The conference began with a discussion on the topic ‘Every Child Has the Right to Become a Reader – Books for Children with Disabilities’ introduced by Mohammed Al Nabulsi from Jordan, Marketing Officer of Sharjah City for Humanitarian Services. The Egyptian educational expert, trainer, and consultant, Dr. Nadia Adib Bamieh, discussed the idea of children with disabilities authoring their own books, and explained the details of the process.
Fatima Shaheen from Lebanon, Head of Libraries Section of Al Hadi Association, discussed the need for braille and audio books for the visually impaired, while Raouf Karray, an illustrator and professor at the Higher Institute of Arts and Crafts in Sfax, Tunisia, spoke about ‘Touch Pictures’ for braille books, and creating tactile educational tools. Philippe Claudet, the French publisher, teacher, author, and translator, provided in-depth information on the creation illustrated books for the visually impaired.
The second session, titled ‘Intercultural Dialogue and Tolerance in Children’s Books’, was moderated by Salha Obaid Ghabbish, a poet, writer, and playwright from the United Arab Emirates, who is also the Cultural Advisor to the Supreme Council for Family Affairs. The first two speakers addressed the theme of inclusion throughout children’s literature, as it relates to the differently abled. Nada Barakat Khawaja, an educator and author from Lebanon, and an Advocate for People with Disabilities, defined what comprises ‘Inclusive Books’ that promote tolerance and understanding of diversity. Sahar Tarhandeh, the researcher and executive committee member of the IBBY National Section in Iran, brought to light the negative shades given to characters with disability in children’s picture books in Iran.
Amal Farah, an author of children’s books and the Deputy Managing Editor of Disney Magazines in Egypt, questioned the concept of cultural competition or ‘The Other’, and the lack of understanding and tolerance of Arab literature in the Western world. Fadia Hoteit, an author and researcher from Lebanon, examined the absence of the culturally different ‘Other’ in the world of Arab children’s books, and discussed the need to expand horizontally to include the world in them.
‘Folklore and Oral History: Transporting Spoken Traditions to the Written Page’ was the topic of discussion of the third session of the morning, which was moderated by Abdulaziz Al Musallam, a writer, poet, and folklore historian from the United Arab Emirates. Asma Abdul Latif Al Kuwari, the director of Centre for Children’s Literature in Qatar, Amina Hachimi Alaoui, a Moroccon based publisher and bookseller, Salwa Shakhshir, a publisher from Jordan and Abdalsalam Nakhla, National Reading Campaign Director, Tamer Institute for Community Education, spoke during the session.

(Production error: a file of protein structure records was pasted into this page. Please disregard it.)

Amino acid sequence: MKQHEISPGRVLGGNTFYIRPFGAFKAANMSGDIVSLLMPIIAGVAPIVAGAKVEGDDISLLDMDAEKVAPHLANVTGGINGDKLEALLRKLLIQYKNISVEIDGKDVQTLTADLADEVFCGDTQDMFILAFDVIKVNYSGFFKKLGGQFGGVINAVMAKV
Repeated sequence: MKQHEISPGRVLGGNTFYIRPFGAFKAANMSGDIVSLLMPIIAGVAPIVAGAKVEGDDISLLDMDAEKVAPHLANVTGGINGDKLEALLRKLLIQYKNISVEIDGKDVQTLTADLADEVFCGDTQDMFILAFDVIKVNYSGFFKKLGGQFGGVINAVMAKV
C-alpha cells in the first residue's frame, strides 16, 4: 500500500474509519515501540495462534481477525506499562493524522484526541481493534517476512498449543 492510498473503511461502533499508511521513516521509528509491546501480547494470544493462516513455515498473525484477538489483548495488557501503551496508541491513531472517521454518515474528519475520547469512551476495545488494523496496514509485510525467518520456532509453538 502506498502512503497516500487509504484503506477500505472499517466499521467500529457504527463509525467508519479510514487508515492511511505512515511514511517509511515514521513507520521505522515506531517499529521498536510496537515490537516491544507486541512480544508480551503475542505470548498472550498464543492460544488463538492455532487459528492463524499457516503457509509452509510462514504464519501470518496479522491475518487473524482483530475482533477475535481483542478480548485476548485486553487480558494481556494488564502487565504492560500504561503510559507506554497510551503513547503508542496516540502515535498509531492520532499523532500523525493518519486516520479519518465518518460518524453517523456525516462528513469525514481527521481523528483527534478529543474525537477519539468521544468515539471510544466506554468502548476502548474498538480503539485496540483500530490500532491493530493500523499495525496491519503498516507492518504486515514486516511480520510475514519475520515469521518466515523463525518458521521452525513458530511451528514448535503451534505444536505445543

The fourth session for the day began with four guest speakers discussing the topic ‘Publishing for children: are we keeping up with new prospects?’ Jordanian Rawan Barakat, founder and director of Raneen Foundation- which produces audio books for children; Shereen Kreidieh, a Lebanese based publisher; Linah Awad, a professor from the University of Jordan; Iranian web developer and children’s literature expert/researcher Mahshid Dowlat; Marjan Foroughi, a web developer and animation screenwriter, another Iranian. Tamer Said from Egypt, the Business Development Manager of Kalimat Publishing in the United Arab Emirates, moderated the session.
The last two sessions of the day were panel discussions in which leading authors, illustrators and publishers from the CANA region shared the stage with board members of National Sections of IBBY.
The first panel discussion was on ‘Illustrations in Children’s Books – A World of Words’, in which Intelaq’s Mohammed Ali, an illustrator, graphic designer, animation artist, and author of a number of books from Iraq participated, along with Thuraya Adel Batterjee from Saudi Arabia who has illustrated five children’s books and established Kadi and Ramadi, a publishing house specialized in children’s books, Alireza Goldouzian, a well-known and honoured children’s book illustrator from Iran, and Loujaina Al-Assil from Syria, who has illustrated seventy children’s books and received national and international honours. The session was moderated by Nasir Ahmed Nasrallah, an artist, illustrator, publisher, as well as a board member of the IBBY National Section in the UAE.
‘Has Politics Found Its Way into Children’s Books?’ was the topic of discussion of the second panel discussion, and the last session of the First IBBY Conference for the Region of Central Asia and North Africa (CANA), which was moderated by Jamal Shehhi, an author and publisher from the UAE, and the founder of Kuttab Publishing House. The speakers included Amira Aboulmagd, Amira Aboulmagd from Egypt, a board member and the Managing Director of Dar El-Shorouk publishing house and bookstores, Patricia Aldana, the founder of Groundwood Books, Canada, as well as the President of IBBY Foundation, Jehan Helou, an activist in the field of community education and children’s literature and President of IBBY National Section in Palestine as well as Fatima Sharafeddine, a celebrated writer and translator of Arabic children’s books with over 90 published titles to her name.
Sunday, April 28- 2013 @ 10:34 UAE local time (GMT+4) Replication or redistribution in whole or in part is expressly prohibited without the prior written consent of Mediaquest FZ LLC.